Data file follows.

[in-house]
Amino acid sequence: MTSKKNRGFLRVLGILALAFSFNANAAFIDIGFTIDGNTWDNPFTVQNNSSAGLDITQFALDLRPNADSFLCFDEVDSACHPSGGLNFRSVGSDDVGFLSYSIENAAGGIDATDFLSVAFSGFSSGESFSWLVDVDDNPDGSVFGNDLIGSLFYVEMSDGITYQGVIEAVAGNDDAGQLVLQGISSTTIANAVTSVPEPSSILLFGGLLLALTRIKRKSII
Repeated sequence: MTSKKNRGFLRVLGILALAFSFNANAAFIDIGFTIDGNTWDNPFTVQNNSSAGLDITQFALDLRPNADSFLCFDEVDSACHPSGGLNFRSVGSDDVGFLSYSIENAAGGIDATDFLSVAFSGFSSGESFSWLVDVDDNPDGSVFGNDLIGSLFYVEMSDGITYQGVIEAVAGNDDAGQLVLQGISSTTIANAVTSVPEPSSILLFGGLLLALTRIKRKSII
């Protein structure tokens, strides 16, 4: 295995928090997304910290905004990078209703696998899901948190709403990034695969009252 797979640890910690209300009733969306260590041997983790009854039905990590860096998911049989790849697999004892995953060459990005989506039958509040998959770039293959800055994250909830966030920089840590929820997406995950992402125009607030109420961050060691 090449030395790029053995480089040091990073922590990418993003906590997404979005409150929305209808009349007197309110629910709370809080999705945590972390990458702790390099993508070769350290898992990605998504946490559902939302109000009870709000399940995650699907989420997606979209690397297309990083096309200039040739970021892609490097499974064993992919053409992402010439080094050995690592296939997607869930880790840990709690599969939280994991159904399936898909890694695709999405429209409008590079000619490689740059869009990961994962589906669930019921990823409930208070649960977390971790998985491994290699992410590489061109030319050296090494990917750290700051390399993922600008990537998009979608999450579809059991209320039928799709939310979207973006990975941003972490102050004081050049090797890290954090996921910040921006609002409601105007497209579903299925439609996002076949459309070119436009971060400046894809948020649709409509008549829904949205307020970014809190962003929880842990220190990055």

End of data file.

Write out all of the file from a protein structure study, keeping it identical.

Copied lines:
[in-house]
Amino acid sequence: MTSKKNRGFLRVLGILALAFSFNANAAFIDIGFTIDGNTWDNPFTVQNNSSAGLDITQFALDLRPNADSFLCFDEVDSACHPSGGLNFRSVGSDDVGFLSYSIENAAGGIDATDFLSVAFSGFSSGESFSWLVDVDDNPDGSVFGNDLIGSLFYVEMSDGITYQGVIEAVAGNDDAGQLVLQGISSTTIANAVTSVPEPSSILLFGGLLLALTRIKRKSII
Repeated sequence: MTSKKNRGFLRVLGILALAFSFNANAAFIDIGFTIDGNTWDNPFTVQNNSSAGLDITQFALDLRPNADSFLCFDEVDSACHPSGGLNFRSVGSDDVGFLSYSIENAAGGIDATDFLSVAFSGFSSGESFSWLVDVDDNPDGSVFGNDLIGSLFYVEMSDGITYQGVIEAVAGNDDAGQLVLQGISSTTIANAVTSVPEPSSILLFGGLLLALTRIKRKSII
């Protein structure tokens, strides 16, 4: 295995928090997304910290905004990078209703696998899901948190709403990034695969009252 797979640890910690209300009733969306260590041997983790009854039905990590860096998911049989790849697999004892995953060459990005989506039958509040998959770039293959800055994250909830966030920089840590929820997406995950992402125009607030109420961050060691 090449030395790029053995480089040091990073922590990418993003906590997404979005409150929305209808009349007197309110629910709370809080999705945590972390990458702790390099993508070769350290898992990605998504946490559902939302109000009870709000399940995650699907989420997606979209690397297309990083096309200039040739970021892609490097499974064993992919053409992402010439080094050995690592296939997607869930880790840990709690599969939280994991159904399936898909890694695709999405429209409008590079000619490689740059869009990961994962589906669930019921990823409930208070649960977390971790998985491994290699992410590489061109030319050296090494990917750290700051390399993922600008990537998009979608999450579809059991209320039928799709939310979207973006990975941003972490102050004081050049090797890290954090996921910040921006609002409601105007497209579903299925439609996002076949459309070119436009971060400046894809948020649709409509008549829904949205307020970014809190962003929880842990220190990055």